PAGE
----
In a precedent decision, the Board of Immigration Appeals (BIA) held that the beneficiary of a visa petition who was adopted pursuant to a state court order that was entered when the beneficiary was more than 16 years old, but with an effective date prior to his or her 16th birthday, may qualify as an adopted child under INA §101(b)(1)(E)(i), so long as the adoption petition was filed before the beneficiary’s 16th birthday, and the state in which the adoption was entered expressly permits an adoption decree to be dated retroactively.
An article in the Washington Post shares the immigration story of Miguel Aguilar, who at age 11 fled his hometown in Mexico to escape escalating violence, and who now plays professional soccer for the D.C. United team. Two-and-a-half years ago, Mr. Aguilar was granted DACA, and is believed to be the first DACA recipient to sign a major league sports contract.
In a precedent decision, the Board of Immigration Appeals (BIA) found that Immigration Judges (IJs) must notify asylum applicants of the biometrics requirements, the deadline for complying with the requirements, and the consequences of noncompliance. The BIA also held that neither IJs nor the BIA has jurisdiction to consider whether asylum-only proceedings were improvidently instituted pursuant to a referral under the Visa Waiver Program.
Politico reports that three judges from the U.S. Court of Appeals for the D.C. Circuit ruled unanimously on Friday that Maricopa County Sheriff Joe Arpaio lacked legal standing to challenge President Obama’s executive actions on immigration. Judge Nina Pillard wrote that the Arizona sheriff’s theories about how his office would be impacted by DAPA and expanded DACA were too conjectural and conclusory to allow him to move forward with the case: “Sheriff Arpaio’s content99ion is, at bottom, premised on the speculative prediction that DACA and DAPA will create incentives on third parties to behave in misinformed or irrational ways that would harm him.”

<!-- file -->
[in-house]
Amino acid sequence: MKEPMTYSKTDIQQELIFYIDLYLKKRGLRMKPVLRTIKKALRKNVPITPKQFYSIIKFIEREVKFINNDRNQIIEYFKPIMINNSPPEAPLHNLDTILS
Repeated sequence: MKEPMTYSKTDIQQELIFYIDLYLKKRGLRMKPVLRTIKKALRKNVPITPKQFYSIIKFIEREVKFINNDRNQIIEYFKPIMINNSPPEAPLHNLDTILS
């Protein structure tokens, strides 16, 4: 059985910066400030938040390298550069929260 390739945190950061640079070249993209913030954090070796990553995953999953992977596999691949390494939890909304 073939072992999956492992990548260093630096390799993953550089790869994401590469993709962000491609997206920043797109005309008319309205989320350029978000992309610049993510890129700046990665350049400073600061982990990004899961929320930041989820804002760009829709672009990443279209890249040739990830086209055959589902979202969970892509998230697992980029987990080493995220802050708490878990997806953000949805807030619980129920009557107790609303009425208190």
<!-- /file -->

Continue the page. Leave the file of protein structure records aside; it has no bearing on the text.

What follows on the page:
In light of Mellouli v. Lynch, the Ninth Circuit found that the Nevada statute under which the petitioner was convicted for misdemeanor possession of drug paraphernalia was overbroad, because it penalizes possession of paraphernalia in connection with substances not controlled under federal law. Thus, the court held that the petitioner was not categorically barred from seeking cancellation of removal, and remanded for the Board of Immigration Appeals (BIA) to consider, in the first instance, the potential application of the modified categorical approach, as well as the merits of the petitioner’s cancellation of removal application.
Forbes reports on the current state of the EB-5 investor immigrant program and reauthorization efforts, stating “it seems doubtful that anything more ambitious than a short-term extension of the existing EB-5 program will be passed before the September 30th expiration date. The only problem with a short-term extension is that it will place the fate of any renewal of the program right in the middle of the 2016 Congressional elections and the Presidential campaign.”